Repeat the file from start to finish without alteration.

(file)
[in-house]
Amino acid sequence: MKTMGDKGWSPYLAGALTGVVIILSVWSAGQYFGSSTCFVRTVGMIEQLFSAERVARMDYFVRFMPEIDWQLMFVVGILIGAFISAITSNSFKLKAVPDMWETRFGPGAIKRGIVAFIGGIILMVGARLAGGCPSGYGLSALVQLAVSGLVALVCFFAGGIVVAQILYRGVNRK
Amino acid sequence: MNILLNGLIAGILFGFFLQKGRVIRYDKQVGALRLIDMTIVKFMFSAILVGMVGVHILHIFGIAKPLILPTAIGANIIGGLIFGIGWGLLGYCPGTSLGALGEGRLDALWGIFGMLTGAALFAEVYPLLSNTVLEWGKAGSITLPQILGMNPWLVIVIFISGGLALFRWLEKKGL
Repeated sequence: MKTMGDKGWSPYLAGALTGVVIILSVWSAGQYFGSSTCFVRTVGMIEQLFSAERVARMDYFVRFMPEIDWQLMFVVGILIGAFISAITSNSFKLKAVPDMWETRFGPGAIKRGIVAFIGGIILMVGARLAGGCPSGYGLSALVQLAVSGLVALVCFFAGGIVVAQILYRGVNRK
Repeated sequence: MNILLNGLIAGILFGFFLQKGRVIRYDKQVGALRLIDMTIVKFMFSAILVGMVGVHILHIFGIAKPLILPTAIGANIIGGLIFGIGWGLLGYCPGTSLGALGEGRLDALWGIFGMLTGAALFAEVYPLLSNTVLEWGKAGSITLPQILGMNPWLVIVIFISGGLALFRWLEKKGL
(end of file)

[in-house]
Amino acid sequence: MKTMGDKGWSPYLAGALTGVVIILSVWSAGQYFGSSTCFVRTVGMIEQLFSAERVARMDYFVRFMPEIDWQLMFVVGILIGAFISAITSNSFKLKAVPDMWETRFGPGAIKRGIVAFIGGIILMVGARLAGGCPSGYGLSALVQLAVSGLVALVCFFAGGIVVAQILYRGVNRK
Amino acid sequence: MNILLNGLIAGILFGFFLQKGRVIRYDKQVGALRLIDMTIVKFMFSAILVGMVGVHILHIFGIAKPLILPTAIGANIIGGLIFGIGWGLLGYCPGTSLGALGEGRLDALWGIFGMLTGAALFAEVYPLLSNTVLEWGKAGSITLPQILGMNPWLVIVIFISGGLALFRWLEKKGL
Repeated sequence: MKTMGDKGWSPYLAGALTGVVIILSVWSAGQYFGSSTCFVRTVGMIEQLFSAERVARMDYFVRFMPEIDWQLMFVVGILIGAFISAITSNSFKLKAVPDMWETRFGPGAIKRGIVAFIGGIILMVGARLAGGCPSGYGLSALVQLAVSGLVALVCFFAGGIVVAQILYRGVNRK
Repeated sequence: MNILLNGLIAGILFGFFLQKGRVIRYDKQVGALRLIDMTIVKFMFSAILVGMVGVHILHIFGIAKPLILPTAIGANIIGGLIFGIGWGLLGYCPGTSLGALGEGRLDALWGIFGMLTGAALFAEVYPLLSNTVLEWGKAGSITLPQILGMNPWLVIVIFISGGLALFRWLEKKGL